SANTIAGO, (Tierramérica).- Chile's governmental National Environment Commission (CONAMA) made a pledge Sep. 23 to the Asbestos Victims Association to begin a new phase of joint efforts to finalize solutions for families that have been exposed to this carcinogen in the capital's Maipú district.
Chile has banned asbestos, a toxic substance that was widely used in construction.
The association is pleased with the replacement of contaminated materials in 47 housing units of the Villa Pizarreño complex and a school in Maipú, with resources provided by CONAMA.
But the group says that asbestos must still be removed in two more neighborhoods of Maipú, the most populous district of Santiago, with 470,000 inhabitants.
Squatters Take Over Protected Sites
CARACAS, (Tierramérica).- Homeless families have invaded 306 vacant lots, houses and buildings so far this year in Caracas, says the capital's city council vice-president Wilfredo Rodríguez.
These takeovers have reached protected "green areas", like the National El Avila Park, which separates Caracas from the Caribbean Sea, the Caricuao Zoo, the forest that surrounds the horse racing track, and the Botanical Garden.
Groups of as many as 80 families set up their precarious houses in a matter of hours. These one-room shacks are often made of cardboard, zinc panels, and plastic sheeting. When municipal authorities do take action, they usually negotiate with the squatters to convince them to move elsewhere.
Alternative Energy for Remote Town
HAVANA, (Tierramérica).- The 400 residents of El Mamey, a village in a remote mountainous region in central Cuba, saw their living conditions improve with the implementation of hydroelectric energy.
To solve the problem of the lack of potable water, researchers replaced an old 15-kilowatt electric pump, which constantly broke down, with a hydraulic ram that uses energy from a waterfall.
This mechanical device, invented in 1796, functions with the force of the water and gravity, is automatic and requires minimum maintenance.
Water supplies are thus ensured for more than 100 homes, scattered throughout the area
Fruit Trees Planted in Poor Areas
GUATEMALA CITY, (Tierramérica).- The Guatemalan Ministry of Environment and Natural Resources delivered thousands of fruit and forest trees to 12 impoverished communities affected by drought in the eastern department of Chiquimula.
"The project forms part of the anti-desertification program, through reforestation, and providing self-sufficiency in food supplies," ministry spokesman Sergio del Aguila told Tierramérica.
Officials provided 1,667 avocado and 1,500 citrus trees as well as 13,000 'madre cacao', 4,000 'matilisguate', 6,000 cedar and 6,000 'aripín' trees.
The program's goal is to contribute to increasing forest coverage in the area, thus preventing soil erosion and benefiting water filtration, capturing carbon dioxide and improving the environment in general, said Del Aguila.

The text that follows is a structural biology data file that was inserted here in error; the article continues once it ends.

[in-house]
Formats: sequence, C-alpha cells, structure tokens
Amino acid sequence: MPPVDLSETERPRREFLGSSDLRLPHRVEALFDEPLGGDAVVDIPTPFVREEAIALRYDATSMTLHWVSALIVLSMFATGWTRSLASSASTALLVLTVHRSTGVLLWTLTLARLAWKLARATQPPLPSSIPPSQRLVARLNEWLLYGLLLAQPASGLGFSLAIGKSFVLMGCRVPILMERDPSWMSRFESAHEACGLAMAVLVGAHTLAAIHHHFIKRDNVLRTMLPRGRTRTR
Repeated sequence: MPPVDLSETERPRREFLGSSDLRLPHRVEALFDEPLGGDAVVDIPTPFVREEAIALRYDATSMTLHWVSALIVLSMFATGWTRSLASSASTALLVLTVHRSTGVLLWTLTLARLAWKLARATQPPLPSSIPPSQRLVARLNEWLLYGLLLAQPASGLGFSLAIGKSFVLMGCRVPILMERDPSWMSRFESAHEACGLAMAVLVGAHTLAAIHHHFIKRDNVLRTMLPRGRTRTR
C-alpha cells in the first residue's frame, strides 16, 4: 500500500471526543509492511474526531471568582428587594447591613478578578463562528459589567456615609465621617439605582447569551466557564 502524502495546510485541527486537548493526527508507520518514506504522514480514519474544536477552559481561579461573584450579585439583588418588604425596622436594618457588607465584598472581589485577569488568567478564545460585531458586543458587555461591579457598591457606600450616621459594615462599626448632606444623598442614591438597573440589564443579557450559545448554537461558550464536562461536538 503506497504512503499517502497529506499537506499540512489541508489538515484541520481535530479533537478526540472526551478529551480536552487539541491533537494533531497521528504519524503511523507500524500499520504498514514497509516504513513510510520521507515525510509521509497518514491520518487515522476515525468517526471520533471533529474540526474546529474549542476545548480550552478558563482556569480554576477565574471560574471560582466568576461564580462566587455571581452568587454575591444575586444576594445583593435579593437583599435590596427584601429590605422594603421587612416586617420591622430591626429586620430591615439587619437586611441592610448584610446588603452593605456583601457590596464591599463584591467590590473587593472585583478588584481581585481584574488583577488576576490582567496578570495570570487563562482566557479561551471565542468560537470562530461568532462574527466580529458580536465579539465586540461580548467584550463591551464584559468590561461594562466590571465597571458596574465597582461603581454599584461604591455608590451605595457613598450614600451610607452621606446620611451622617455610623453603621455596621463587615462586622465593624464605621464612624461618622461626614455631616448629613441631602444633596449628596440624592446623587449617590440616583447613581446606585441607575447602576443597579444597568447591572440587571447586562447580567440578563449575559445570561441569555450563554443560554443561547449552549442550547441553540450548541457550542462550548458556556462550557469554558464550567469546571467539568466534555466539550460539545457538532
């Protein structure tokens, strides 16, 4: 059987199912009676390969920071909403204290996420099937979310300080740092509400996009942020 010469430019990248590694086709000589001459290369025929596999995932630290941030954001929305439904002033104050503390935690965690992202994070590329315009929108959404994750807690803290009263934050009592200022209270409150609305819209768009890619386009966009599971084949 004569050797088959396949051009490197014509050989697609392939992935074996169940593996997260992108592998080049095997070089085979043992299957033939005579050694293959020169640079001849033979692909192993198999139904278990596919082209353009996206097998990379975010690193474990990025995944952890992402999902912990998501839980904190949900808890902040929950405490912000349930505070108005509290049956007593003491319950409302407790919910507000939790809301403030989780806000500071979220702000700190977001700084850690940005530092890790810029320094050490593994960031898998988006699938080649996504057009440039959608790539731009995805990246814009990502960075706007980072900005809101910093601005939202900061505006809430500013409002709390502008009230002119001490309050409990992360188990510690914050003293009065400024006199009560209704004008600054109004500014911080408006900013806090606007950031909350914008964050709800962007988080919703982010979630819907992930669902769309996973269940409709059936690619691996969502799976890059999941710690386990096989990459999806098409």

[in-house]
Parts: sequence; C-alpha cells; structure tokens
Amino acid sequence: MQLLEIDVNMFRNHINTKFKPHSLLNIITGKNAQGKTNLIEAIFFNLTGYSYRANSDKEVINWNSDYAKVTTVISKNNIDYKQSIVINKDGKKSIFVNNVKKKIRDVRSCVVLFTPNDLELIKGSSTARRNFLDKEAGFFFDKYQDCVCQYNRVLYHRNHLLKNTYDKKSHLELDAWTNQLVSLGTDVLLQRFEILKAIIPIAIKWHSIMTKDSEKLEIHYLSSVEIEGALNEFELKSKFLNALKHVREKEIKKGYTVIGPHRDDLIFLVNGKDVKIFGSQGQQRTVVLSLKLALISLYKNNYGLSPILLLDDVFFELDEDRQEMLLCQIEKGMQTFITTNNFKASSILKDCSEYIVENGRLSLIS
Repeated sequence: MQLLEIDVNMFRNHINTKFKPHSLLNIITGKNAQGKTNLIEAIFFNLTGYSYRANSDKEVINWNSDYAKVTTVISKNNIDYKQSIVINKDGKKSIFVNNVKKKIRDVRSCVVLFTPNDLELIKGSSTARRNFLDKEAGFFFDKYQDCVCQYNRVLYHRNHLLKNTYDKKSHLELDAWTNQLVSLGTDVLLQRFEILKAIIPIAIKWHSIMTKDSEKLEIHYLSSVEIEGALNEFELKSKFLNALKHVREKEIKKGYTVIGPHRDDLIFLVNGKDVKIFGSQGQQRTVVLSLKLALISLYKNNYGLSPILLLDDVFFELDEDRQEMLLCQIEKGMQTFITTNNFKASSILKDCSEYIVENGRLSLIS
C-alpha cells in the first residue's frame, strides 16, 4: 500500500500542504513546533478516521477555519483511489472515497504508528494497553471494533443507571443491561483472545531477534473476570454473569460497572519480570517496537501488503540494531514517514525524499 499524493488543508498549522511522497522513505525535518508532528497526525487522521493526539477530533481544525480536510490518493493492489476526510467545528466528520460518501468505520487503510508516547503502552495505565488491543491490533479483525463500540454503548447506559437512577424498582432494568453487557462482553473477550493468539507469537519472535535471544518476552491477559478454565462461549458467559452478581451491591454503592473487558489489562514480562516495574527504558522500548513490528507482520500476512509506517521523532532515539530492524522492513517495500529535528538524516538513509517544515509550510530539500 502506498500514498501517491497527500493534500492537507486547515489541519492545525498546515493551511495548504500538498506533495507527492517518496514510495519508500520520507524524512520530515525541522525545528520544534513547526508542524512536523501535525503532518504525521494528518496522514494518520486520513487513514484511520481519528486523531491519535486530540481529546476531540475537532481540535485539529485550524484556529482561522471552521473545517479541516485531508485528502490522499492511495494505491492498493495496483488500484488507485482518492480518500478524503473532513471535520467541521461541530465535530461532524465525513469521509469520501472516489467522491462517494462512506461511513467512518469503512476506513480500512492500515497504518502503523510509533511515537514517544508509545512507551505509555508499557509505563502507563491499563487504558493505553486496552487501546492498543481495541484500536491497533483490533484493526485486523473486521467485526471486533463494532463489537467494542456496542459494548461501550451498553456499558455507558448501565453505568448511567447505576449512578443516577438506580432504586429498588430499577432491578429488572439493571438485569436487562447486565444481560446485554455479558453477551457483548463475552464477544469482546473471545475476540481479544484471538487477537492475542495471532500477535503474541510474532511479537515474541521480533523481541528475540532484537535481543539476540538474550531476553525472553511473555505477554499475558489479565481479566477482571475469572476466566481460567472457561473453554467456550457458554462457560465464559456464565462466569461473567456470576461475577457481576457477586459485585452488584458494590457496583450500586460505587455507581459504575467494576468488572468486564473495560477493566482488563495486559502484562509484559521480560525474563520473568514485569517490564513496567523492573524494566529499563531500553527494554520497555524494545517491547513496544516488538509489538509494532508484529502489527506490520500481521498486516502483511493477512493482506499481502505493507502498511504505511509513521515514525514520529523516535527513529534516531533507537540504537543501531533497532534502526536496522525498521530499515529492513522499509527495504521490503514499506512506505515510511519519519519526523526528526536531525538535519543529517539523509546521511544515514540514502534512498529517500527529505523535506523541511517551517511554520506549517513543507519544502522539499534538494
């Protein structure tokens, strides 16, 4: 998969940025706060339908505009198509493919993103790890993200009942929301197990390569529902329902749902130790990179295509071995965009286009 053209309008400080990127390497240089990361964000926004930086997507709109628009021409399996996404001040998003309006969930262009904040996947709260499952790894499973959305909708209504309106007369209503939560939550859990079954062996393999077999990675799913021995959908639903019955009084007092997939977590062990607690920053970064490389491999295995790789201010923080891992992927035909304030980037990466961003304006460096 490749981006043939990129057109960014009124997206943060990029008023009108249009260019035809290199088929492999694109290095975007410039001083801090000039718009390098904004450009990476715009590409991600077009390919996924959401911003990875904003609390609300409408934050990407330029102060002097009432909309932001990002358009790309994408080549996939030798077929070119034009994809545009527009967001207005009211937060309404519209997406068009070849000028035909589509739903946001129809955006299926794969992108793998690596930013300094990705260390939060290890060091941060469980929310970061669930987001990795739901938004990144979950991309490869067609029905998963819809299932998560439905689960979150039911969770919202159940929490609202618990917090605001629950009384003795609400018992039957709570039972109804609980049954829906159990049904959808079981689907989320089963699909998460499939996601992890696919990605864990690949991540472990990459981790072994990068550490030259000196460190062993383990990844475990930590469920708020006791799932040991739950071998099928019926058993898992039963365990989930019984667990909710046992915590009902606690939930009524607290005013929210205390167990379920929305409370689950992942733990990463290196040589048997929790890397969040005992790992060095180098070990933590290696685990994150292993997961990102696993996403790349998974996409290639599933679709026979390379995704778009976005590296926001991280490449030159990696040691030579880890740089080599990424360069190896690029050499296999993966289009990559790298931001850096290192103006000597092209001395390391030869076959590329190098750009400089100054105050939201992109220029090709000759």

MANAGUA, (Tierramérica).- Nicaraguan authorities are drafting rules to regulate the installation of antennae for cellular telephone transmission and put an end to the disorder that has environmentalists complaining.
Parliament is studying an initiative of the Health Ministry and the Managua city government, Managua's assistant environment director Danilo Pérez told Tierramérica.
According to the proposal, the minimum distance between the 47 antennae in Managua and city residences is 17 meters, he said.
Although it is not proven that there are health risks associated with the microwaves near the antennae, there are also complaints of "visual contamination", that the antennae are eyesores, says Pérez
Satellite Reveals Deforestation
SAN JOSE, (Tierramérica).- Global positioning satellite technology is being used by Costa Rica's Ministry of Environment and Energy since July to detect cases of forest mismanagement.
Costing 14,000 dollars, the 22-computer system provides detailed information about the country's forest coverage as it existed in 2000, and permits scientists to identify sites where illegal logging is occurring.
"For the first time we have a precise and reliable instrument based on objective measurements and maps, allowing us to determine the legality of forestry permits issued," Agustín Fallas, of the development foundation for Costa Rica's central volcanic range, told Tierramérica.
Genetics Reinforce Sugar Industry
RIO DE JANEIRO, (Tierramérica).- The finalization of the sugarcane genetic map by Brazilian researchers this month will help Brazil maintain leadership in sugar production and export, say experts in the sector.
Within five years plant scientists will develop varieties of sugarcane that are more productive, more resistant to cold, pests and disease, and also better at assimilating nutrients like phosphorous, says William Lee Burnquist, technology coordinator at Copersucar, a cooperative that is responsible for 20 percent of Brazil's sugar and alcohol production.
The sugarcane genome project, with 240 scientists participating, announced on Sep. 17 that 33,620 genes had been identified, of which 2,000 are related to sugar production.
Brazil produces some 23 million tons of sugar annually. *Source: Inter Press Service.
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